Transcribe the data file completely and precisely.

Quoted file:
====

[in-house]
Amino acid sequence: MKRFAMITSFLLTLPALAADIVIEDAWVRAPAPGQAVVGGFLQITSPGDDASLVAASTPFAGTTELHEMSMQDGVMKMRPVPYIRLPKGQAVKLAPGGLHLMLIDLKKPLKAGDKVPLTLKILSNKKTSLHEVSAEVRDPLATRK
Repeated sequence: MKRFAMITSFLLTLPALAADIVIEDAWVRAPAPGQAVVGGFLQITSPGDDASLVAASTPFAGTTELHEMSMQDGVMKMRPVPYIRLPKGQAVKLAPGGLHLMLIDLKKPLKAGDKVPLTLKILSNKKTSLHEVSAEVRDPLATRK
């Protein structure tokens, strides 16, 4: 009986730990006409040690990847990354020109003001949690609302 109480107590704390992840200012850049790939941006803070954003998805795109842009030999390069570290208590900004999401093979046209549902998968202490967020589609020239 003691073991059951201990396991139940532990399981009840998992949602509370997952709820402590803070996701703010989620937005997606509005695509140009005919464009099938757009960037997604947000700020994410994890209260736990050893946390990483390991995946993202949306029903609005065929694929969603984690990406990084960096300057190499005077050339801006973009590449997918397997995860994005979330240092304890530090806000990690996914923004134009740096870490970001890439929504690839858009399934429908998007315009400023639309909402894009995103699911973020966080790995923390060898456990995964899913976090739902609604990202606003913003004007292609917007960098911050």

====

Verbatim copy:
[in-house]
Amino acid sequence: MKRFAMITSFLLTLPALAADIVIEDAWVRAPAPGQAVVGGFLQITSPGDDASLVAASTPFAGTTELHEMSMQDGVMKMRPVPYIRLPKGQAVKLAPGGLHLMLIDLKKPLKAGDKVPLTLKILSNKKTSLHEVSAEVRDPLATRK
Repeated sequence: MKRFAMITSFLLTLPALAADIVIEDAWVRAPAPGQAVVGGFLQITSPGDDASLVAASTPFAGTTELHEMSMQDGVMKMRPVPYIRLPKGQAVKLAPGGLHLMLIDLKKPLKAGDKVPLTLKILSNKKTSLHEVSAEVRDPLATRK
């Protein structure tokens, strides 16, 4: 009986730990006409040690990847990354020109003001949690609302 109480107590704390992840200012850049790939941006803070954003998805795109842009030999390069570290208590900004999401093979046209549902998968202490967020589609020239 003691073991059951201990396991139940532990399981009840998992949602509370997952709820402590803070996701703010989620937005997606509005695509140009005919464009099938757009960037997604947000700020994410994890209260736990050893946390990483390991995946993202949306029903609005065929694929969603984690990406990084960096300057190499005077050339801006973009590449997918397997995860994005979330240092304890530090806000990690996914923004134009740096870490970001890439929504690839858009399934429908998007315009400023639309909402894009995103699911973020966080790995923390060898456990995964899913976090739902609604990202606003913003004007292609917007960098911050």